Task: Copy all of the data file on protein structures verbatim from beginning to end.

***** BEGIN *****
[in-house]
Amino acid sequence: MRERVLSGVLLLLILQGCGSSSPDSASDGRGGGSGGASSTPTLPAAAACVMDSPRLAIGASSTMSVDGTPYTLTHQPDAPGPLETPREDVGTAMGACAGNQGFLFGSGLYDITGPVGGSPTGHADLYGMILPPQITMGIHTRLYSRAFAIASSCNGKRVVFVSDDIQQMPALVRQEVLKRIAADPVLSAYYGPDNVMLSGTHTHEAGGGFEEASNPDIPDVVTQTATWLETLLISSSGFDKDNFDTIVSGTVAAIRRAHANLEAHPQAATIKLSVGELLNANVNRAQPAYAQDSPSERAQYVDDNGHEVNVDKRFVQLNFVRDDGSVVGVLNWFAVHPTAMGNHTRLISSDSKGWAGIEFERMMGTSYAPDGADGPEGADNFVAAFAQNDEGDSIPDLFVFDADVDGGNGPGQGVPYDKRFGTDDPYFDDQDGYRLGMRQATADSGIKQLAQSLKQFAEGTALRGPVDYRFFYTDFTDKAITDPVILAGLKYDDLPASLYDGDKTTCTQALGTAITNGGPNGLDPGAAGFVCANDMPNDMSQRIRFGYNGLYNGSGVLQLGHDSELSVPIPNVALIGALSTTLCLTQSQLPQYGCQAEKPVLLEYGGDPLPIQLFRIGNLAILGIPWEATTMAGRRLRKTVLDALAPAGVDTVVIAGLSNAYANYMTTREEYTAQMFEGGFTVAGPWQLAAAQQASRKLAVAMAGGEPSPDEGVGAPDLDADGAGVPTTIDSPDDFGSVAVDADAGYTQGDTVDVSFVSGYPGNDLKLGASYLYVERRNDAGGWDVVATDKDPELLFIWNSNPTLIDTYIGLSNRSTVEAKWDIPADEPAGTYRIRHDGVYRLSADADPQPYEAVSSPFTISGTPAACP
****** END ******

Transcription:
[in-house]
Amino acid sequence: MRERVLSGVLLLLILQGCGSSSPDSASDGRGGGSGGASSTPTLPAAAACVMDSPRLAIGASSTMSVDGTPYTLTHQPDAPGPLETPREDVGTAMGACAGNQGFLFGSGLYDITGPVGGSPTGHADLYGMILPPQITMGIHTRLYSRAFAIASSCNGKRVVFVSDDIQQMPALVRQEVLKRIAADPVLSAYYGPDNVMLSGTHTHEAGGGFEEASNPDIPDVVTQTATWLETLLISSSGFDKDNFDTIVSGTVAAIRRAHANLEAHPQAATIKLSVGELLNANVNRAQPAYAQDSPSERAQYVDDNGHEVNVDKRFVQLNFVRDDGSVVGVLNWFAVHPTAMGNHTRLISSDSKGWAGIEFERMMGTSYAPDGADGPEGADNFVAAFAQNDEGDSIPDLFVFDADVDGGNGPGQGVPYDKRFGTDDPYFDDQDGYRLGMRQATADSGIKQLAQSLKQFAEGTALRGPVDYRFFYTDFTDKAITDPVILAGLKYDDLPASLYDGDKTTCTQALGTAITNGGPNGLDPGAAGFVCANDMPNDMSQRIRFGYNGLYNGSGVLQLGHDSELSVPIPNVALIGALSTTLCLTQSQLPQYGCQAEKPVLLEYGGDPLPIQLFRIGNLAILGIPWEATTMAGRRLRKTVLDALAPAGVDTVVIAGLSNAYANYMTTREEYTAQMFEGGFTVAGPWQLAAAQQASRKLAVAMAGGEPSPDEGVGAPDLDADGAGVPTTIDSPDDFGSVAVDADAGYTQGDTVDVSFVSGYPGNDLKLGASYLYVERRNDAGGWDVVATDKDPELLFIWNSNPTLIDTYIGLSNRSTVEAKWDIPADEPAGTYRIRHDGVYRLSADADPQPYEAVSSPFTISGTPAACP